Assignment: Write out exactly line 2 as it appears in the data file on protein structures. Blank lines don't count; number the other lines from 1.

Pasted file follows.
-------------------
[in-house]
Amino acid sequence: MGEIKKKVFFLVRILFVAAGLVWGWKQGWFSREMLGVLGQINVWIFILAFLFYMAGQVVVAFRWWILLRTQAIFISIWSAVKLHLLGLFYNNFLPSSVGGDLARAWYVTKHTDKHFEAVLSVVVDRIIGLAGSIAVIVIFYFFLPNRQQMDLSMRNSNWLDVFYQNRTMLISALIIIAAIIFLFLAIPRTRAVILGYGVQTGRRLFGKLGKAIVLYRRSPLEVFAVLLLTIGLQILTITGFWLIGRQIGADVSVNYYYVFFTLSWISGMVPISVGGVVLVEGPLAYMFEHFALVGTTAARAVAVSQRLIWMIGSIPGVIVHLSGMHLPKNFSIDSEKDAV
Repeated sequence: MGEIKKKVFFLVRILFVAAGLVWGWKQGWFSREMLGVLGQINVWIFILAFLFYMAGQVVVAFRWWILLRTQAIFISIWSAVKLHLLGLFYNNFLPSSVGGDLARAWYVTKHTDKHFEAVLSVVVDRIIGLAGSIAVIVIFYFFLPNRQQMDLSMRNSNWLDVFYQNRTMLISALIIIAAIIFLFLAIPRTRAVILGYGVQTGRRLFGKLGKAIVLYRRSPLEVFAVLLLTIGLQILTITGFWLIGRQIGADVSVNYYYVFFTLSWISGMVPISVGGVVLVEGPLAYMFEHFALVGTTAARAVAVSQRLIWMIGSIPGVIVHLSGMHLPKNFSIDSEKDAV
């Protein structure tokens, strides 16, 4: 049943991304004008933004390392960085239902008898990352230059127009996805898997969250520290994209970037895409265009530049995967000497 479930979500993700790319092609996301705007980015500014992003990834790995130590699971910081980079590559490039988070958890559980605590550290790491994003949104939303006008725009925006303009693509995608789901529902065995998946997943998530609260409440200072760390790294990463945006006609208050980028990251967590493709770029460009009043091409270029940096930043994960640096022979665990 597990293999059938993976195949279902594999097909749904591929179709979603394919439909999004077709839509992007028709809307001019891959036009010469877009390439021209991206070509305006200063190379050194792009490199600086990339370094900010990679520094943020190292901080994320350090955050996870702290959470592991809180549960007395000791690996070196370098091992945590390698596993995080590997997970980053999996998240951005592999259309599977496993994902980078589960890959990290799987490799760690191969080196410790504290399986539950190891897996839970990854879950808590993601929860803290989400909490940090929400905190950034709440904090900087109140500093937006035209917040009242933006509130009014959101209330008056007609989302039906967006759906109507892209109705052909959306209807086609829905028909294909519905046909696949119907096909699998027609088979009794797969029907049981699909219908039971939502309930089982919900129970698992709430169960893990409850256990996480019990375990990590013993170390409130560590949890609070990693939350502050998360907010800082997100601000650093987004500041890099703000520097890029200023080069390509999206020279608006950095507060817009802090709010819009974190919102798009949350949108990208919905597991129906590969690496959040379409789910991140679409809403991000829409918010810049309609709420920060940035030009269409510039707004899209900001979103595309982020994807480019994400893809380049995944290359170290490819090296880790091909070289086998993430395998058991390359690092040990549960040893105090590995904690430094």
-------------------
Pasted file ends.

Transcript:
Amino acid sequence: MGEIKKKVFFLVRILFVAAGLVWGWKQGWFSREMLGVLGQINVWIFILAFLFYMAGQVVVAFRWWILLRTQAIFISIWSAVKLHLLGLFYNNFLPSSVGGDLARAWYVTKHTDKHFEAVLSVVVDRIIGLAGSIAVIVIFYFFLPNRQQMDLSMRNSNWLDVFYQNRTMLISALIIIAAIIFLFLAIPRTRAVILGYGVQTGRRLFGKLGKAIVLYRRSPLEVFAVLLLTIGLQILTITGFWLIGRQIGADVSVNYYYVFFTLSWISGMVPISVGGVVLVEGPLAYMFEHFALVGTTAARAVAVSQRLIWMIGSIPGVIVHLSGMHLPKNFSIDSEKDAV